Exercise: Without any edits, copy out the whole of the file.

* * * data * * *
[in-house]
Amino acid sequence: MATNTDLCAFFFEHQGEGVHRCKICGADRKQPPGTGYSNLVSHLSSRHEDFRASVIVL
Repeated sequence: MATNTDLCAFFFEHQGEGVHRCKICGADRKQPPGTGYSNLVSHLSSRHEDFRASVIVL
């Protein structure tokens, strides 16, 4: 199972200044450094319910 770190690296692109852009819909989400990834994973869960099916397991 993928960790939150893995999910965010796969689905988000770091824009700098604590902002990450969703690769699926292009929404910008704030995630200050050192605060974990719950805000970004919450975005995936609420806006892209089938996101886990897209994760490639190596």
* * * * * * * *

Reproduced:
[in-house]
Amino acid sequence: MATNTDLCAFFFEHQGEGVHRCKICGADRKQPPGTGYSNLVSHLSSRHEDFRASVIVL
Repeated sequence: MATNTDLCAFFFEHQGEGVHRCKICGADRKQPPGTGYSNLVSHLSSRHEDFRASVIVL
């Protein structure tokens, strides 16, 4: 199972200044450094319910 770190690296692109852009819909989400990834994973869960099916397991 993928960790939150893995999910965010796969689905988000770091824009700098604590902002990450969703690769699926292009929404910008704030995630200050050192605060974990719950805000970004919450975005995936609420806006892209089938996101886990897209994760490639190596």